Just before the sweeping vistas of the Lord of the Rings and the distant mountains of the Silmarillion lies a little watercolor painting called Leaf by Niggle, a short story of Tolkien’s that may serve as an excellent introduction to the wide world beyond.
Niggle is an artist with too many ideas and not enough time to complete them, one who sees the leaves before the great Tree he is attempting to paint. On the other hand, Niggle’s neighbor Parish is similar to the potatoes he grows—rooted in the earth, but unable to glimpse Niggle’s vision.
In T.A. Shippey’s Road to Middle-Earth, the author proposes that this story symbolizes Tolkien rejecting the potatoes of scholarly articles for the trees of fantasy. While I take a different view of the symbolism in Leaf by Niggle, the phrase “Potatoes and trees” caught my fancy and ran off in several different directions.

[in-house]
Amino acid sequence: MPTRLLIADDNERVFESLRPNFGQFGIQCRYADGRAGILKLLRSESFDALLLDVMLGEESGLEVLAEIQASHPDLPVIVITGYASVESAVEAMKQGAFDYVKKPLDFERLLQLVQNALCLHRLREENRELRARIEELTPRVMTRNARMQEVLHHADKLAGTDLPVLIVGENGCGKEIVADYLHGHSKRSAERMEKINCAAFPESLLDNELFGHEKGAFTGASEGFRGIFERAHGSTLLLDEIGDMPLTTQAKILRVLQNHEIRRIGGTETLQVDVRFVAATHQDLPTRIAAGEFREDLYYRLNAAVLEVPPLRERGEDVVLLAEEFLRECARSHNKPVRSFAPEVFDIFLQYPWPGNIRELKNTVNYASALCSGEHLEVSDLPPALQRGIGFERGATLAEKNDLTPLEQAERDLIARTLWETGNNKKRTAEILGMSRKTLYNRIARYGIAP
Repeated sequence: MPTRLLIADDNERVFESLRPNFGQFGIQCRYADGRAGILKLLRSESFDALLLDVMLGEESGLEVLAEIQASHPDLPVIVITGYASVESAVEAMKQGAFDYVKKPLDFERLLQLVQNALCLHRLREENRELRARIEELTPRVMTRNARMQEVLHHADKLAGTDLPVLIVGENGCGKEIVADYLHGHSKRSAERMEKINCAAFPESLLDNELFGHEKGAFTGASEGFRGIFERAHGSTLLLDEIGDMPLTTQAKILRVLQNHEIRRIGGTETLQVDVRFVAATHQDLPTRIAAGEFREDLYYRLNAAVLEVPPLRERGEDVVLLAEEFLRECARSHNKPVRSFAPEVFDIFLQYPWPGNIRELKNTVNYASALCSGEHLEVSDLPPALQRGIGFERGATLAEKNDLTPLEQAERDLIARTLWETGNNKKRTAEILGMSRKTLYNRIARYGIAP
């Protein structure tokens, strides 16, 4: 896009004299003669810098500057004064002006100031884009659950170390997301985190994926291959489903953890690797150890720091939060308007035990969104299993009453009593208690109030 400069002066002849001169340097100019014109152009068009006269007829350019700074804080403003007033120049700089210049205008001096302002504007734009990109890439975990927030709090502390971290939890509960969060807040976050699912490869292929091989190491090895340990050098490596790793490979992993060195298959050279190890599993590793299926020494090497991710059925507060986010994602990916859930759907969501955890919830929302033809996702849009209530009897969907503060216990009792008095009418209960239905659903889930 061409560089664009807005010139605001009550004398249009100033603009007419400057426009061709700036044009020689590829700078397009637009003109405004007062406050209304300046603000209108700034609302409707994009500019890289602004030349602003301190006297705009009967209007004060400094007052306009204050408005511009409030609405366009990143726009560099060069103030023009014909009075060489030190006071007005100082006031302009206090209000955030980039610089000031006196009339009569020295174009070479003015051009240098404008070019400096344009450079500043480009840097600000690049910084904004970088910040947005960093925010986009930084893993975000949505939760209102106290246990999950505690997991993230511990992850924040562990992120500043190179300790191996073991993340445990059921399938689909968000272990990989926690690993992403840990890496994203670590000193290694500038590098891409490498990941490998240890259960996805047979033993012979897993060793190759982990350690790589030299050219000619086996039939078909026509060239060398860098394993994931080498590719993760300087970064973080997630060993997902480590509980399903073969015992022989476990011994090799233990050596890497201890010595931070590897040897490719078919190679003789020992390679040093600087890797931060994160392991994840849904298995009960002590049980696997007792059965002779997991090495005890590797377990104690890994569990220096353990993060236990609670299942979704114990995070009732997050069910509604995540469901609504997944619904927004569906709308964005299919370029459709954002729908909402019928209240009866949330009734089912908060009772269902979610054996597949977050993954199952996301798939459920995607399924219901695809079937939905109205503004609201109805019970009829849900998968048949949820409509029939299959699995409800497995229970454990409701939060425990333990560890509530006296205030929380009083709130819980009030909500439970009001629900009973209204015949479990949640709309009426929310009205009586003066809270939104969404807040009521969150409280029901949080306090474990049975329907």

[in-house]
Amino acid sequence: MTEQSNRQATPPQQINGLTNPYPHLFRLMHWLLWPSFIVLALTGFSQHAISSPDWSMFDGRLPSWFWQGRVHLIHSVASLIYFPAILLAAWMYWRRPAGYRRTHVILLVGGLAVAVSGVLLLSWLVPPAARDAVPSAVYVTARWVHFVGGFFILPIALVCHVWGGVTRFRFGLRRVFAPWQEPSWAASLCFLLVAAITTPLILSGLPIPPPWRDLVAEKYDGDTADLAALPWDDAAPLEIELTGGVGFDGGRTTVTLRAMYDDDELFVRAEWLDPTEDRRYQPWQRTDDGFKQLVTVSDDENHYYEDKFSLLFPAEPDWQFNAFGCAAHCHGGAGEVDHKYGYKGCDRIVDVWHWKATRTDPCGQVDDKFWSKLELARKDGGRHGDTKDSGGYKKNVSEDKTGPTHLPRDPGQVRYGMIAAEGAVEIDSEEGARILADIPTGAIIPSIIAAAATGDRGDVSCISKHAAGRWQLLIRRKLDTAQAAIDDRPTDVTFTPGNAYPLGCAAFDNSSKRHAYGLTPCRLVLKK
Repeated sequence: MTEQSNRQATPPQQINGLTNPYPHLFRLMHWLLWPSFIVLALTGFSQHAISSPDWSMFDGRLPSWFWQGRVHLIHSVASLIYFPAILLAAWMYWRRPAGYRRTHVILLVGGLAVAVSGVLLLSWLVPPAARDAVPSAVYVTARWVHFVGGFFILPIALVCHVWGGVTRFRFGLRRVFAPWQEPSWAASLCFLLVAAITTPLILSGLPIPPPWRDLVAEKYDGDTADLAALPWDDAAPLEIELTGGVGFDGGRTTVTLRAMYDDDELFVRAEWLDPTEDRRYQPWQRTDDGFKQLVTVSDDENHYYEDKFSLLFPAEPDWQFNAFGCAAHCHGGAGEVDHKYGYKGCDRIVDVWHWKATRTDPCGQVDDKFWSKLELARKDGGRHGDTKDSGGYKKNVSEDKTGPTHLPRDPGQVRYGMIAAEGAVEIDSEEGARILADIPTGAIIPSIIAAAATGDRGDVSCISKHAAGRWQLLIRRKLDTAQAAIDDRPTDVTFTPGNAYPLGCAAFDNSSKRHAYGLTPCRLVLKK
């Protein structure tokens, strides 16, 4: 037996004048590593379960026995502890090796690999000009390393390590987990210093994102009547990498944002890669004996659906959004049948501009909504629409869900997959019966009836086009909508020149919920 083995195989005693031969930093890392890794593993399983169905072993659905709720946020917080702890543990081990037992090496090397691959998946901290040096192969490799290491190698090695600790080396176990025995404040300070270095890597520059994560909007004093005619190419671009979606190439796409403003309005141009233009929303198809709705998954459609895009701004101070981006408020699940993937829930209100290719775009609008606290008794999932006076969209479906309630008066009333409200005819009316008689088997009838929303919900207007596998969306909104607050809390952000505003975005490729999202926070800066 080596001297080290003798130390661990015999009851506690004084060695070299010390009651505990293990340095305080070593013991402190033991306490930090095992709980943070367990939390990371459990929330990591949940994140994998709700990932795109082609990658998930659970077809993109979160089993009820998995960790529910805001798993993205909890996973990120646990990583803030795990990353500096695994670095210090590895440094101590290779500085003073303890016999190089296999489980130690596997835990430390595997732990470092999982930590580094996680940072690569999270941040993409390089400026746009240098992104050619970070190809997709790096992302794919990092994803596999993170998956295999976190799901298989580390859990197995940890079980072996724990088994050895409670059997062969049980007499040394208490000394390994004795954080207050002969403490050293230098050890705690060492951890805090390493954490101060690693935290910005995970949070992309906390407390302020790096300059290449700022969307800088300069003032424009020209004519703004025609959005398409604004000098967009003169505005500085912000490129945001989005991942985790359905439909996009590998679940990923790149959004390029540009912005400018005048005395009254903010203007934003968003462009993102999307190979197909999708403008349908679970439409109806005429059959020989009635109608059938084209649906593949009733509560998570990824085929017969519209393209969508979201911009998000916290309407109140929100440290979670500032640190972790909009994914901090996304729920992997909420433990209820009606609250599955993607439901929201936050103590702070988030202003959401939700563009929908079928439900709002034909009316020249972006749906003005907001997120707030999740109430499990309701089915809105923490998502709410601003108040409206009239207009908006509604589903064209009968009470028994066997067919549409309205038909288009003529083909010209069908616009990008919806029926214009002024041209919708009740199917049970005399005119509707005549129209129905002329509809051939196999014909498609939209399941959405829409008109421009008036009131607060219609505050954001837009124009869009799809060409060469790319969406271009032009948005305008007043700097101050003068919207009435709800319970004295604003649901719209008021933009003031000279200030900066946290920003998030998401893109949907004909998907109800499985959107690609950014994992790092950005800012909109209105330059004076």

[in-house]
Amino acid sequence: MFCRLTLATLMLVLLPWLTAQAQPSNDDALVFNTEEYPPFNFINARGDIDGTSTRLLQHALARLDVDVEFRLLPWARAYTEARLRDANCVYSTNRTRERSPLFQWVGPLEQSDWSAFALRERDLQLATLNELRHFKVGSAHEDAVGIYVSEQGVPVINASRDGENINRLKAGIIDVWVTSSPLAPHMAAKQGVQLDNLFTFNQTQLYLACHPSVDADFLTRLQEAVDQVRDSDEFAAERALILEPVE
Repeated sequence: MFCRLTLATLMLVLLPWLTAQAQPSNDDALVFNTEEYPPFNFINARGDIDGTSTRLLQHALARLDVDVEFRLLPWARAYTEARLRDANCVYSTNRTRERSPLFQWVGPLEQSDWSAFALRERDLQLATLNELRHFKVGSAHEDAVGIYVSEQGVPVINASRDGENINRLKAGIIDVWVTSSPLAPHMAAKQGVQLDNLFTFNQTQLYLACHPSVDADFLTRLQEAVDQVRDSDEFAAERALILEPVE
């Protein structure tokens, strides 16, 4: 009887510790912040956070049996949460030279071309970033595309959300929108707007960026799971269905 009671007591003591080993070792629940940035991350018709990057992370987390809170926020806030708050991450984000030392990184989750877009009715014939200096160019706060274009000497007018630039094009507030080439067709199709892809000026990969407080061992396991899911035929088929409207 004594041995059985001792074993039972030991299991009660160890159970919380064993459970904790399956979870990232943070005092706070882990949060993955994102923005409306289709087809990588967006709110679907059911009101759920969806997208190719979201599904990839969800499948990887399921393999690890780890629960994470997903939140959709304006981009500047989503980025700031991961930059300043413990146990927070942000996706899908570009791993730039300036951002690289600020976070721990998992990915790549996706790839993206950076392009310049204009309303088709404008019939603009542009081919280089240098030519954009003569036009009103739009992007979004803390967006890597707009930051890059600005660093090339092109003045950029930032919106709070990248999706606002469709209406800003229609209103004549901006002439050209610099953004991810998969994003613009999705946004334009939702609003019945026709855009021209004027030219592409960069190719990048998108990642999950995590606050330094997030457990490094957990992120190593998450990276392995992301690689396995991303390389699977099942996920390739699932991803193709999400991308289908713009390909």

Potatoes are merely roots, while trees are made of root, stem and leaf. Also, potatoes are dug up and devoured after a short season, while trees grow for years before being felled for timber or tinder. A famine of potatoes led to the devastation of Ireland, yet potatoes are a New World import. Finally, Sam’s ‘taters’ in Ithilien are merely substance, but the word ‘trees’ reminds me of the Two Trees in Valinor, forebearers of the Sun and Moon.
Potatoes and trees, however, are not opposites, but compliments. One cannot rest in the shade of a potato plant, nor can one serve up trees for breakfast. They fit together in the natural world to enrich our lives. Fact and fantasy, like potatoes and trees, need each other.